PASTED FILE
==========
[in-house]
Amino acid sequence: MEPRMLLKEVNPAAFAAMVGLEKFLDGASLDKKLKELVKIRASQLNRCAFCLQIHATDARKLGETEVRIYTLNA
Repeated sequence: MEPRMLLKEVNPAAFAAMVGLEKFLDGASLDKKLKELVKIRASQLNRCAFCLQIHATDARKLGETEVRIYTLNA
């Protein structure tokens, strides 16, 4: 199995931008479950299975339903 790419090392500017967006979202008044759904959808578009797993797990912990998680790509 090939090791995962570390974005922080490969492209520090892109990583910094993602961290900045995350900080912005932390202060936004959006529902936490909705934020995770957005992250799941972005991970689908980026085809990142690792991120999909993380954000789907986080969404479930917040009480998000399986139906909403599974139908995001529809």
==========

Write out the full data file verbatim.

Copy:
[in-house]
Amino acid sequence: MEPRMLLKEVNPAAFAAMVGLEKFLDGASLDKKLKELVKIRASQLNRCAFCLQIHATDARKLGETEVRIYTLNA
Repeated sequence: MEPRMLLKEVNPAAFAAMVGLEKFLDGASLDKKLKELVKIRASQLNRCAFCLQIHATDARKLGETEVRIYTLNA
């Protein structure tokens, strides 16, 4: 199995931008479950299975339903 790419090392500017967006979202008044759904959808578009797993797990912990998680790509 090939090791995962570390974005922080490969492209520090892109990583910094993602961290900045995350900080912005932390202060936004959006529902936490909705934020995770957005992250799941972005991970689908980026085809990142690792991120999909993380954000789907986080969404479930917040009480998000399986139906909403599974139908995001529809």